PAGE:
A hasty breakfast next morning, and the de Thierrys - Emily, Isabel, and Margaret Neilsen had refused the shelter of the block-house-boarded the Sir John Franklin, leaving old Black Aladdin tethered in a grass plot behind Bishop Pompallier's house. The schooner, which had lent her only gun to the settlers, lay right inshore. Bishop Pompallier, who had first offered the de Thierrys the shelter of his mission, decided himself to board the schooner, and await the turn of events. The clergy of other denominations were well represented. Out of the west arrived the tall young Anglican Bishop Selwyn, on his little schooner. In the Bay lay the Colonial brig, Victoria, Benjamin Turner's schooners, Flying Fish and Dolphin, H.M.S. Hazard; the St. Louis at a distance of some miles, lying near Paihia, and coming up from the north, her sails rusty over her cumbersome black bulk; the squat old whaler, Matilda. The smaller ships were anchored so close inshore that their decks were within musket-range, and every word of command shouted from the Hazard's decks could be heard aboard the Sir John Franklin.

The storm broke on Tuesday, March 10th, in still early morning, with the guns of the lower blockhouse, under Mr. Hector's direction, firing the first shot at a native party. Not a man fell, but a shot from the Hazard greeted the Maori rush down the hillsides. A seaman dropped with a musket-ball through his chest, as the gun behind Polack's fell to the enemy, without a single native casualty.

The barricaded doors of the upper blockhouse were seen to open, and the defenders, headed by Lieutenant Philpots, poured out in a sortie as brave as it was indiscreet. In five minutes the party page 202 was cut off from the blockhouse, and both blockhouse and flagstaff fell to the natives. The flagstaff was sheathed in a heavy iron casing but not even this could withstand the battering of tomahawks. There was a wild yell as the Union Jack was torn down, to be pulled instantly into fragments, while the red shirt of the war-party ran up in sight of the watching ships.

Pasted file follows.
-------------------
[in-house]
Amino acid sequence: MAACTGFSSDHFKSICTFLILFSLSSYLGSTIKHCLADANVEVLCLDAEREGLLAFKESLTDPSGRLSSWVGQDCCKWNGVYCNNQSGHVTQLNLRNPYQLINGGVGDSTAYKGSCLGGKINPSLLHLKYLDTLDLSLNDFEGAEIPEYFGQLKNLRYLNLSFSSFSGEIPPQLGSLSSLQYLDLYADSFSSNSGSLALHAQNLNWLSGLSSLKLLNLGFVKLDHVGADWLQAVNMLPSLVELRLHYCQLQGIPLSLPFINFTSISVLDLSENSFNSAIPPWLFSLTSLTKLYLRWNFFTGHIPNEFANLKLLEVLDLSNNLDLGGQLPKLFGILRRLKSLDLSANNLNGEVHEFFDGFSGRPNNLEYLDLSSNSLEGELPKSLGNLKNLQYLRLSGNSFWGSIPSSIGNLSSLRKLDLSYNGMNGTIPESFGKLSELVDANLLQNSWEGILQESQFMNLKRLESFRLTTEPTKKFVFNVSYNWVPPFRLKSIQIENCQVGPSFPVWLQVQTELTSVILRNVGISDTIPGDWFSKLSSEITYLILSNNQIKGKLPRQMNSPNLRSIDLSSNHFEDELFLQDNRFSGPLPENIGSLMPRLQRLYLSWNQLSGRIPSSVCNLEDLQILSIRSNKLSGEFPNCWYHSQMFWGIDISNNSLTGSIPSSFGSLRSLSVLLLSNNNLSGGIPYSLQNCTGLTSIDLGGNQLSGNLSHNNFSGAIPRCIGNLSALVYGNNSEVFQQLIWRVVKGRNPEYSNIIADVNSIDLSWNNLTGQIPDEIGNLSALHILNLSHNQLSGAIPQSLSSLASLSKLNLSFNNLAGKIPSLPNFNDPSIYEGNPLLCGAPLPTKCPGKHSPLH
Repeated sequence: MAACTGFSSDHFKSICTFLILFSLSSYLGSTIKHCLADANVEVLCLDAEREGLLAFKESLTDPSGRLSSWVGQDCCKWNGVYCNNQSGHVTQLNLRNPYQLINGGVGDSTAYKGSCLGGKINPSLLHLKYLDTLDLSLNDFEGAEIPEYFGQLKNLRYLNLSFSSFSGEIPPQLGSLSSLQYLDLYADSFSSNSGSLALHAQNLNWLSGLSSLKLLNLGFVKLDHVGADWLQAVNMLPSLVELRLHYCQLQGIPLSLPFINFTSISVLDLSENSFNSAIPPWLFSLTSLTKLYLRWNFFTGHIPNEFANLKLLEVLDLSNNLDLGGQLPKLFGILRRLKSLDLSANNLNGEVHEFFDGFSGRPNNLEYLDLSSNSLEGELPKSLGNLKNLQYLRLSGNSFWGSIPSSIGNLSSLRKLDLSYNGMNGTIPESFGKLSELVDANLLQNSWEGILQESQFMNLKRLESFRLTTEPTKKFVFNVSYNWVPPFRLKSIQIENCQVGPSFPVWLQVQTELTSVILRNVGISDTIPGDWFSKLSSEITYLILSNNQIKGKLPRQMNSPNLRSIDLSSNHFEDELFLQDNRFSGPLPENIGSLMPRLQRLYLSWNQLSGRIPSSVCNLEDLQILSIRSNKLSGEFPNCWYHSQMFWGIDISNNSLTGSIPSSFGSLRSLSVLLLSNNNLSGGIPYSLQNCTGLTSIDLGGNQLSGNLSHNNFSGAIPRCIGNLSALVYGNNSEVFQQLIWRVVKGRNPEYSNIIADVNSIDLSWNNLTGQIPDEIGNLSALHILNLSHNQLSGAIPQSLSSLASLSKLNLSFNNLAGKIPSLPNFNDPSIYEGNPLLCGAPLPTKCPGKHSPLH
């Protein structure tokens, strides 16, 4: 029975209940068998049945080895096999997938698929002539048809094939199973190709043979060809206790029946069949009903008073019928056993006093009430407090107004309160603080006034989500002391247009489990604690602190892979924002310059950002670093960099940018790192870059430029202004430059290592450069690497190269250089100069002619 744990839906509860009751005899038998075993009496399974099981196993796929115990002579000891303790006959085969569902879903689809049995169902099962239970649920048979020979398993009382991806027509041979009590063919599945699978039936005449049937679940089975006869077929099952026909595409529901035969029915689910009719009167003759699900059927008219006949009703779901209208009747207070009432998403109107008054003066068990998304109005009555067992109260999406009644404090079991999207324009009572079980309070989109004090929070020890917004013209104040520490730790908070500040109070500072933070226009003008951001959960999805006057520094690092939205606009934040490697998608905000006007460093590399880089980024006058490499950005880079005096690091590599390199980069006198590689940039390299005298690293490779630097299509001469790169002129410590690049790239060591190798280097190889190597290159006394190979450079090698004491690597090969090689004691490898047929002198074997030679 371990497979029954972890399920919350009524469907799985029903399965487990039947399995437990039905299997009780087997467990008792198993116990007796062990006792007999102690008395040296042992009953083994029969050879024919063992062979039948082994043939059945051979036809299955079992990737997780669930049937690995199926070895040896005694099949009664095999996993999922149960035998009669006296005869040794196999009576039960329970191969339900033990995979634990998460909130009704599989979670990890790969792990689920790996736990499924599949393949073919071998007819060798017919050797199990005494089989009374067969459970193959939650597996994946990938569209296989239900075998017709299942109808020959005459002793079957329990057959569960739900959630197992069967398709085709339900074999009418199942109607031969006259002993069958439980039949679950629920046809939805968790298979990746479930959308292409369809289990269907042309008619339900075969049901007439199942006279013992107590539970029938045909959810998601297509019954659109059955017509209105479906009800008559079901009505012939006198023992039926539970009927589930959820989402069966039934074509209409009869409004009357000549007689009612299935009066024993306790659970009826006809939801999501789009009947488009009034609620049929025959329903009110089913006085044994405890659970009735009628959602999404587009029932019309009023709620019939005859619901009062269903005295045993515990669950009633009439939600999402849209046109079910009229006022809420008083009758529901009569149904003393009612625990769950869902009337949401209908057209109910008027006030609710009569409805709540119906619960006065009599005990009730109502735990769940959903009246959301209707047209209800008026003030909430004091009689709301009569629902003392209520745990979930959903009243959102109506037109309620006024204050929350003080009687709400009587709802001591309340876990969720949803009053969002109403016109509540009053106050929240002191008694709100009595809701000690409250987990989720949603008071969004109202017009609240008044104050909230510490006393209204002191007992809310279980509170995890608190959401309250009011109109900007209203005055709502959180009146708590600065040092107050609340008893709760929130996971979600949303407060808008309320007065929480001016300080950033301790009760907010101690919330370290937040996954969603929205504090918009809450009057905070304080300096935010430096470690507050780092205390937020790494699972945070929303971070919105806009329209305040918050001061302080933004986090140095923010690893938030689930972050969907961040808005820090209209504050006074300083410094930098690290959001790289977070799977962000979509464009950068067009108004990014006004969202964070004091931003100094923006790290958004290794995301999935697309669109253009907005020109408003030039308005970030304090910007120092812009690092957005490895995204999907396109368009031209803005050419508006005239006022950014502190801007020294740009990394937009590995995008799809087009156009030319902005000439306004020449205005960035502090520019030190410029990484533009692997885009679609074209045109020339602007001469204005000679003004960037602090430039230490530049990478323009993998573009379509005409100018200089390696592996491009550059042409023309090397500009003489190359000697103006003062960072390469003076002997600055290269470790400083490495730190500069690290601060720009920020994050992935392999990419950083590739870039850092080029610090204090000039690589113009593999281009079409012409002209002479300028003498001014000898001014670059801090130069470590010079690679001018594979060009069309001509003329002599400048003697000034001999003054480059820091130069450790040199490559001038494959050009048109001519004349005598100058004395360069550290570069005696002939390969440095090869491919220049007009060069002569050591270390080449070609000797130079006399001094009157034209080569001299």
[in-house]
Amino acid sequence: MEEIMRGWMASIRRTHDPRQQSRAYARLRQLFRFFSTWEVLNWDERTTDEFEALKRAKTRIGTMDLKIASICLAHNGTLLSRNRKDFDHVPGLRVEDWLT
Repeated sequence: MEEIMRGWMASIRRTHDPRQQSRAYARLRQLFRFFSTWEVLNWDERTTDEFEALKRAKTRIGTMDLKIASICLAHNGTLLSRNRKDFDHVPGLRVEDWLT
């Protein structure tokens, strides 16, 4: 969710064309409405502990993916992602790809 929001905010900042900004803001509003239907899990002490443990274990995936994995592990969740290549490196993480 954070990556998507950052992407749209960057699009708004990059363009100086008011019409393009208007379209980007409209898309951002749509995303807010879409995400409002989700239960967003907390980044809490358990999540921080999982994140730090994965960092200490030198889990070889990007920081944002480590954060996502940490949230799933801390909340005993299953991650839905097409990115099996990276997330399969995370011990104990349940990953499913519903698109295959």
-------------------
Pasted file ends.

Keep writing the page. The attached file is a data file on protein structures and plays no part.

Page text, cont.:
Had the Maoris now turned the guns of the captured blockhouse on the whites cut off from shelter, they must have inflicted terrible losses. But, throughout the battle, Heke kept the pledge he had made to his friend, Bishop Pompallier. His warriors had come to break British dominance and haul down the colours, not to massacre the whites. He had sworn that people who kept their shutters fastened would not be attacked, and his party dared not disobey. This forbearance, however, put the defenders in a difficult position. Realising that the Maoris were holding their fire from the exposed whites, they dared not fire directly into the mass of natives, and infuriate them towards a general slaughter. The settlers and their defenders were hopelessly outnumbered.

Lieutenant Philpots wrung his hands, as the St. Louis, coming nearer shore, refused to land an attacking-party. From H.M.S. Hazard was shouted bad news. Acting-Commander Robertson, leading a shore party, was down and desperately wounded. The sloop's gunners were firing blind, her ammunition at a low ebb. From the Sir John Franklin, every detail of the disaster was visible. A man would drop suddenly, huddled and limp against the blockhouse wall, another give a queer little leap and fall with arms outstretched, a puppet jerked and dropped by hidden wires.